The Queens Gazette 25th Anniversary Edition 1982-2007
1982- Astoria Studio: Early in March 1982, after several years of effort, the historic Astoria movie studios, built in 1921 and now badly in need of repair, were transferred from the federal government to New York City. The deed transfer marked not only a major step in Astoria's community renewal, but also a giant stride in reviving the motion picture industry in this city.
The long line of those deserving kudos for this boon to Astoria and the city as a whole included Mayor Edward I. Koch, Queens Borough President Donald R. Manes, United States Senator Alfonse D'Amato, Congressmember Geraldine Ferraro, Community Board 1 Chairman Vinicio Donato and District Manager George Delis and realtor George Kaufman, who was investing $14 million to start rebuilding what would soon become the Kaufman Astoria Studios.
The rebirth of the Astoria Studios, which had launched the start of the phenomenal movie industry in the United States and around the world in the 1920s, again sparked a burst of movie-making in New York City and the eastern part of the county which spurred other related developments, such as the Silvercup Studios in Long Island City and the Tribeca Film Festival in Lower Manhattan.
Twenty-five years later, the Kaufman Astoria Studios are still making news, and not just in movie-making. As reported in late June of last year in the Gazette, the area on 35th Street between 34th and 35th Avenues, may soon see a seven-story residential building rising on the horizon. It's not clear whether this will be a condominium or rental development, or whether Kaufman Astoria Studios will reserve most of it for its own use.
Silvercup: About eight months after the Astoria Studios resurrection story appeared in the Gazette in 1982, a closely related development- plans for the transformation of the Silvercup Bakery in Long Island City into the Silvercup Studios- was announced on the Gazette's front page.
The story by James O'Connor said that Frank Streich (not further identified) had "put together a $50 million deal" to convert the former bakery on 21st Street into another motion picture complex. It would consist of seven sound stages, a theater for performing arts, a roof-top gourmet restaurant and parking for 400 cars. It was another major coup for the Astoria/Long Island City resurgence.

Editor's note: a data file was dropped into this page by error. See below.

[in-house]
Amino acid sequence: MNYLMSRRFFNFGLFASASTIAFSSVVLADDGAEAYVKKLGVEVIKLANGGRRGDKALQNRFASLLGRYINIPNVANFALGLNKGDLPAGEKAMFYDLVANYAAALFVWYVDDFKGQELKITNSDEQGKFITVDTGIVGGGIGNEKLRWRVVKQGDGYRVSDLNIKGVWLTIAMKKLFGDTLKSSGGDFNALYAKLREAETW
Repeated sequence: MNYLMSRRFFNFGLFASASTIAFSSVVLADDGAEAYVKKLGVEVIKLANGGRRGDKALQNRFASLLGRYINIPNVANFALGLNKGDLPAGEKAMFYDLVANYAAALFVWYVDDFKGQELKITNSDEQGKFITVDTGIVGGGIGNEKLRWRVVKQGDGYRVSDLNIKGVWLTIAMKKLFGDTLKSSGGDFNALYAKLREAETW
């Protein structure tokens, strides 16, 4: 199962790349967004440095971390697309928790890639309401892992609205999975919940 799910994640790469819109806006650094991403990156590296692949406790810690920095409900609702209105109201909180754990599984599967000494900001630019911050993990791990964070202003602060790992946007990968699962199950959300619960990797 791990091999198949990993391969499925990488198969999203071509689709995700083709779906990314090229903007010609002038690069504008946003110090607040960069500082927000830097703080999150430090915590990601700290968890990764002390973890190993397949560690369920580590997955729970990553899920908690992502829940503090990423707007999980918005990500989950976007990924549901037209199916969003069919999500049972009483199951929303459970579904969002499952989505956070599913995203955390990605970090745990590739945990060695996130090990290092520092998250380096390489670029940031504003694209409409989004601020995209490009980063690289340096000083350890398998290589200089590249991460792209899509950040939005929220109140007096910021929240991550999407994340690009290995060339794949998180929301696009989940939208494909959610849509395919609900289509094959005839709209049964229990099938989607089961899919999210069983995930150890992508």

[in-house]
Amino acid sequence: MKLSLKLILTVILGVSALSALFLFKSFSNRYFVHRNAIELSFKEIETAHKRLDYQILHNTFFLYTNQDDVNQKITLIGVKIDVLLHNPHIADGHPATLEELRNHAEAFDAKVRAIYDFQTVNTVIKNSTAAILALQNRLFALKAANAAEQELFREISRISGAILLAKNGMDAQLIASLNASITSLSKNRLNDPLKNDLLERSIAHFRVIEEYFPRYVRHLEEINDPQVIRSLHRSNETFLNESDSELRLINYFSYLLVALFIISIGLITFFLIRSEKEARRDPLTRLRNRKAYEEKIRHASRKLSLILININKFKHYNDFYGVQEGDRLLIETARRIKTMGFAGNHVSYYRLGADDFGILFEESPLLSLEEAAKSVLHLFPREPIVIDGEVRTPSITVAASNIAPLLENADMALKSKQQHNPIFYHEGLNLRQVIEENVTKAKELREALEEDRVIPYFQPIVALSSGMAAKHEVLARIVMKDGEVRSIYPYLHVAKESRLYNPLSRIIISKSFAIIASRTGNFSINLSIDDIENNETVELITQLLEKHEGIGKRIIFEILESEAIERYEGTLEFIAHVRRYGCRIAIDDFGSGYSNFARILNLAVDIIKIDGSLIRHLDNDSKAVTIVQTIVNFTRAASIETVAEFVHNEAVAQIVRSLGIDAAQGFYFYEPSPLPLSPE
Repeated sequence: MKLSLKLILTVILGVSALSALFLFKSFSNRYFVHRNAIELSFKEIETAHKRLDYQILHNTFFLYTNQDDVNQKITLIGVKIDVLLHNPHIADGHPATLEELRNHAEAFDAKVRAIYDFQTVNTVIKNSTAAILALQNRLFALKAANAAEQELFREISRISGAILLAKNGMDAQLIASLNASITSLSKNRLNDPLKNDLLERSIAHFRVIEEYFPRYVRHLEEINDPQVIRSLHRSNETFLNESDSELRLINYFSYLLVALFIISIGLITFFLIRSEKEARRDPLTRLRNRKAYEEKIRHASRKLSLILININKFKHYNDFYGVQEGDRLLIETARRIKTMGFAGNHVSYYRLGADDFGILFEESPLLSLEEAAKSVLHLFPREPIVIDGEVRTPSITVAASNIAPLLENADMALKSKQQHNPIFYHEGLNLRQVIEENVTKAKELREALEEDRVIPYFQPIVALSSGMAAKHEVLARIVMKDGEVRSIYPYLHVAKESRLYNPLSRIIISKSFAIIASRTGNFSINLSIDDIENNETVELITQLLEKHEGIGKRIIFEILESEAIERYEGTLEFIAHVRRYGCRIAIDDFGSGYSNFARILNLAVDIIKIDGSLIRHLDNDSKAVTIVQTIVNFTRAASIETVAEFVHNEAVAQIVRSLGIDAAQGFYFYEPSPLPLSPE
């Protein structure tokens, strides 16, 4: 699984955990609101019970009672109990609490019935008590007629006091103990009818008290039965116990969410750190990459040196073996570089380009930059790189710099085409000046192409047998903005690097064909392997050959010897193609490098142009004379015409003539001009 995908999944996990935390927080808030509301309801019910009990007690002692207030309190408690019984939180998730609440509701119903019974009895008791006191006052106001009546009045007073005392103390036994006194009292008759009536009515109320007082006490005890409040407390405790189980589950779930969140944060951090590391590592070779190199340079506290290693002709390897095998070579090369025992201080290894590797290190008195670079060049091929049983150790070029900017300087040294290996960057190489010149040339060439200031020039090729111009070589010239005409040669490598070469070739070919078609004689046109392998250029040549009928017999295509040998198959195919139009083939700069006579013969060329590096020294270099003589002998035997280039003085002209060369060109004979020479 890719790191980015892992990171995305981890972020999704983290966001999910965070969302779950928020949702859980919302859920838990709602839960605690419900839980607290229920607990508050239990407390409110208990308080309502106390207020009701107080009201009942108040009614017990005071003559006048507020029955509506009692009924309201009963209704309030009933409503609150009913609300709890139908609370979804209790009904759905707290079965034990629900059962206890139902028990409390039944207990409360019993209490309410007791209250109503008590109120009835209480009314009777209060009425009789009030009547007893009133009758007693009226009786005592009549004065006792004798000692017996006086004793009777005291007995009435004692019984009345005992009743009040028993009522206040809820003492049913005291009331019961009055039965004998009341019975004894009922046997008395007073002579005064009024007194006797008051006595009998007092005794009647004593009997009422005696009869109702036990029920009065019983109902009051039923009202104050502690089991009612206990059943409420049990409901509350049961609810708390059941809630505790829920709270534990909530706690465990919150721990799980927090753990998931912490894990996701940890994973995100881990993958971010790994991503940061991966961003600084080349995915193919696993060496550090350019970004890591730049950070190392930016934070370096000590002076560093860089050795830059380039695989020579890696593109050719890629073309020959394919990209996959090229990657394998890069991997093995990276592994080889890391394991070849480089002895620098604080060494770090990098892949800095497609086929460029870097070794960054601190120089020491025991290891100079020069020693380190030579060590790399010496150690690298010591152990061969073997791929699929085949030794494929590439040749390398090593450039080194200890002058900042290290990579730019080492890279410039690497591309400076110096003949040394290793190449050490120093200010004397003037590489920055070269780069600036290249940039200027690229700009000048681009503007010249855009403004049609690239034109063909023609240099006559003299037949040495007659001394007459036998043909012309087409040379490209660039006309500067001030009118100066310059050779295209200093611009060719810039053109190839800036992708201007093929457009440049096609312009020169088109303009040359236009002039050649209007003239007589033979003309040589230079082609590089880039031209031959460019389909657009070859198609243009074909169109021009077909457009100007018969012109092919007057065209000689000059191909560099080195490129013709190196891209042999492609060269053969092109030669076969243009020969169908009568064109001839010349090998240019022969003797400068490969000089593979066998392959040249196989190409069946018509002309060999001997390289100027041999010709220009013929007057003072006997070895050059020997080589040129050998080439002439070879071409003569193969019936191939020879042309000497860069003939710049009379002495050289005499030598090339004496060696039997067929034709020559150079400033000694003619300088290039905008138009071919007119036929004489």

Leap ahead to Mar. 1, 2006 for another Gazette banner headline about Silvercup unveiling a $1 billion expansion plan. The studio which had been put on the movie map by the fabulous hit TV shows "The Sopranos" and "Sex and the City" was taking a major step upward.
Not far from the original Silvercup Studios, a billion-dollar expansion at Vernon Boulevard and 43rd Avenue on the banks of the East River would consist of three buildings- two high-rise apartment towers, each flanked by a bi-level building housing studios, offices and retail space. The studios include eight sound stages. The towers would be made up of 1,000 apartments, a catering hall and a museum. The new facility would be the largest production facility on the eastern seaboard. It would provide an economic shot in the arm for the movie industry and Queens.
No. 7 Train: Early in 1982, the lead story on the Gazette's front page alerted thousands of commuters who used the No. 7 train line that for approximately one year service on the line would be suspended during early morning hours between Times Square in Manhattan and the Vernon- Jackson station in Long Island City.
The Transit Authority estimated that some 2,100 riders would be affected each weeknight. The story also explained where alternate service could be found. The service suspension was necessary to perform extensive repairs, the story said.
Just last month, the No. 7 line was again a news item in the Gazette, and again, the subject was service being shut down on weekends. But instead of 2,100 riders affected, the recent story said, an average daily ridership of 400,000 Queens riders find the No. 7 is a lifeline.
As in the past, the recent interruption of service between Times Square and 74th Street in Jackson Heights created quite a furor for six weekends.